The downgrade extends to all ASEAN-6 economies except Singapore where - despite movement restrictions - growth indictors are still evolving along expected lines.
In the other regions, the latest wave of the pandemic and the associated intensification of restrictions have inflicted substantive damage to recovery.
The channels through which the recovery is being impacted are well known - diminished consumer confidence, excessive slack in the service industries such as recreation and tourism, and the waning efficacy of expansionary fiscal and monetary policies.
In addition to these pre-existing channels, two other headwinds have emerged: the pandemic is starting to seep through the manufacturing sector as evident from the recent sub-50 purchasing managers index readings in several economies. And slowing growth in China.
" The latest wave of the pandemic and the attendant intensification of restrictions have inflicted substantive damage to the recovery."
At an economy-specific level, Thailand remains the prime casualty of the current wave of the pandemic with strict movement restrictions now applicable to regions that cumulatively account for 80 per cent of national GDP.
At the same time, the response to the Phuket Sandbox and Samui Plus tourism locales has been lukewarm. It is becoming apparent the tourism industry, which directly and indirectly accounts for close to 20 per cent of the workforce, is unlikely to revive this year.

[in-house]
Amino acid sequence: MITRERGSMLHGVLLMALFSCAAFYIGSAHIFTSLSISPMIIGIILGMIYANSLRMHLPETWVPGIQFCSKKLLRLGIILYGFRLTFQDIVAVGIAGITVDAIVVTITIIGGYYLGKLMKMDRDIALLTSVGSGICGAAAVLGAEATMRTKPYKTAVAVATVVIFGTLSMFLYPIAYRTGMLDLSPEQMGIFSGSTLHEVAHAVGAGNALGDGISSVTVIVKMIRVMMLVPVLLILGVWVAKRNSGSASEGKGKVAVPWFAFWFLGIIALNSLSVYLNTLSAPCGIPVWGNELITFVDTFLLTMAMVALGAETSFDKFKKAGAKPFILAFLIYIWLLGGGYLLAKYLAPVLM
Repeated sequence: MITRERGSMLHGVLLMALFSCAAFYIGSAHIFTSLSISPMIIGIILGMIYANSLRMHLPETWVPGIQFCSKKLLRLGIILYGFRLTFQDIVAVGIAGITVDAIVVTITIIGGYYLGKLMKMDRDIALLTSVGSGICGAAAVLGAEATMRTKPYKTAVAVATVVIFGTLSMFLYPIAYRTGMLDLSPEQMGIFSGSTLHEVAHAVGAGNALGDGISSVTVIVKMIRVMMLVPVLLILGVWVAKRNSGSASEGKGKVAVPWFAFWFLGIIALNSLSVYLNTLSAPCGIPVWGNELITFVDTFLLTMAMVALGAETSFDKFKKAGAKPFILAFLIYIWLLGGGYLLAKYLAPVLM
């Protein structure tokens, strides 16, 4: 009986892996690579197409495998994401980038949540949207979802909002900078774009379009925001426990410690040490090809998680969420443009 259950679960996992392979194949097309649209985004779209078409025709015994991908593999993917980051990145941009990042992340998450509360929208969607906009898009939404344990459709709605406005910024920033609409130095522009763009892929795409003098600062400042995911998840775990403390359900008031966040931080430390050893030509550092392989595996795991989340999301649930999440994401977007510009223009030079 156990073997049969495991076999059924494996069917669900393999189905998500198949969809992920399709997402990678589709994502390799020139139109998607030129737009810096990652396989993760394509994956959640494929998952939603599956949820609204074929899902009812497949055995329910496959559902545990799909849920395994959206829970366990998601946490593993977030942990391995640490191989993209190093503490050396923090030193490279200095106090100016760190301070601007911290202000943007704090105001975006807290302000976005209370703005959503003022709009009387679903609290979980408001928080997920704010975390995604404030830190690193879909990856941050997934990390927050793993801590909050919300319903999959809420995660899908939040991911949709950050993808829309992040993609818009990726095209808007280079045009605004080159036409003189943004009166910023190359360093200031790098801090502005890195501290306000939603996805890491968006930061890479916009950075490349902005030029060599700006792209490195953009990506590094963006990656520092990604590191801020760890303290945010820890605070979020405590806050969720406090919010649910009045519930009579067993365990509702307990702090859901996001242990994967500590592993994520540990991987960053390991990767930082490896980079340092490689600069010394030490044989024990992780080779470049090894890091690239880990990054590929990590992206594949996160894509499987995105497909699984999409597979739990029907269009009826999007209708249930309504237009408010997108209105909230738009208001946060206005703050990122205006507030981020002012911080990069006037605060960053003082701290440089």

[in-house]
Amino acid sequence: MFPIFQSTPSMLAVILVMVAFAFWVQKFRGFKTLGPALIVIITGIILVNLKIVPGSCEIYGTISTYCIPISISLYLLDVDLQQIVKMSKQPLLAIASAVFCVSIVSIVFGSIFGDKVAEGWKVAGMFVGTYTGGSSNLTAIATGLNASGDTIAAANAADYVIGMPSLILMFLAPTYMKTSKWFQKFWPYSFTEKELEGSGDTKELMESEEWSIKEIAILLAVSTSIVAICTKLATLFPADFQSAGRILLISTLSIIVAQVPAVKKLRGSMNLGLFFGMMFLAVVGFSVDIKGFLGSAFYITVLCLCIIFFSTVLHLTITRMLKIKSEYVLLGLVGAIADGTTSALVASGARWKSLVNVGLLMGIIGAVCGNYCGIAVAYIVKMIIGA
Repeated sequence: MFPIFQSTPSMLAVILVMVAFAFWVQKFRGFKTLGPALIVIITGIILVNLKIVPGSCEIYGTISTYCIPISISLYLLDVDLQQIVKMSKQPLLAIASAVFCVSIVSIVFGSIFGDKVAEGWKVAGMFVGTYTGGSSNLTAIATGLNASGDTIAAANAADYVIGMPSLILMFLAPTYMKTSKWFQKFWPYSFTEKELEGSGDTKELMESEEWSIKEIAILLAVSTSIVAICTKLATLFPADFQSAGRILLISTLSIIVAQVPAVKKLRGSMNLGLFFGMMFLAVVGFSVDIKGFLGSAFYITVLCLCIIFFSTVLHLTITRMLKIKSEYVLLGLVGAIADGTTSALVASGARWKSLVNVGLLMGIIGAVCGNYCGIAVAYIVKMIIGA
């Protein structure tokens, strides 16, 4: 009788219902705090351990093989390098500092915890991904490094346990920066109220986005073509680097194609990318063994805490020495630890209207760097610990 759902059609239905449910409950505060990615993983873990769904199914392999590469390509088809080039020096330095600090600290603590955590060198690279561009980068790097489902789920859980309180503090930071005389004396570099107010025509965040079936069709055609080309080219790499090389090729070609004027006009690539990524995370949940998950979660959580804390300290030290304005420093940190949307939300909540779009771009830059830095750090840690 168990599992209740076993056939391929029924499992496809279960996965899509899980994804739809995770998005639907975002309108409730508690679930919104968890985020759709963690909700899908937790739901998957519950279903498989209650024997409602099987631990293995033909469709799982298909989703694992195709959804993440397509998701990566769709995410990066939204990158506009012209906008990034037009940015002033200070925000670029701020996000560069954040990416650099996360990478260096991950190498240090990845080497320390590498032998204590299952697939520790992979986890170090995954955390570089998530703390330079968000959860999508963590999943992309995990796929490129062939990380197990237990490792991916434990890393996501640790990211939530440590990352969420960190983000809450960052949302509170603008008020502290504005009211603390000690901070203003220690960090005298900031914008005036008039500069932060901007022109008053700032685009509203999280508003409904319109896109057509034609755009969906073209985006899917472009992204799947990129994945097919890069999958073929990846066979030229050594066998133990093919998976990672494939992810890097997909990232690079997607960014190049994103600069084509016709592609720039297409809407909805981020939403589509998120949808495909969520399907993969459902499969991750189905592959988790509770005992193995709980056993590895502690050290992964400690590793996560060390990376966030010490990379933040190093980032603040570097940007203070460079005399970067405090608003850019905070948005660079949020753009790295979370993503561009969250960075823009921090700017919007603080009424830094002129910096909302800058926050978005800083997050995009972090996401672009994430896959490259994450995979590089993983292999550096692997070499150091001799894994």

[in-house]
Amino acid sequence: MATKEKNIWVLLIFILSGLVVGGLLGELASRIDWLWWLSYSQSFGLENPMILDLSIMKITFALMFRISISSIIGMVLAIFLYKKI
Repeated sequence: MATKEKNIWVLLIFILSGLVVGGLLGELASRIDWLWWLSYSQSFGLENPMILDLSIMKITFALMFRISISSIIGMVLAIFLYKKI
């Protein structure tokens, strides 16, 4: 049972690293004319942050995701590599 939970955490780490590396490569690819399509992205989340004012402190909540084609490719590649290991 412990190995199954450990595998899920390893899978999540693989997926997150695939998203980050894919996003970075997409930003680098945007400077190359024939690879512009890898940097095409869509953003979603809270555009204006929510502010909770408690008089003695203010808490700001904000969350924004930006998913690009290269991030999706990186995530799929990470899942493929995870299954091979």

In Vietnam, the pandemic has struck key economic hubs and manufacturing operations are also being impacted. On the positive side, however, foreign direct investment flows underscoring Vietnam’s potential growth are holding up.
Meanwhile, in Indonesia, Malaysia and the Philippines, movement restrictions continue to be routinely re-imposed or extended.
Against this backdrop, the divergence in growth has widened. The ASEAN (ex-Singapore) economies are lagging not only the US but also their North Asian peers.
Based on ANZ Research’s revised forecasts, output gaps in ASEAN will now close later than 2022, as earlier anticipated.
This delay is likely to have a bearing on the normalisation of monetary policies.
Sanjay Mathur is Chief Economist for Southeast Asia and India at ANZ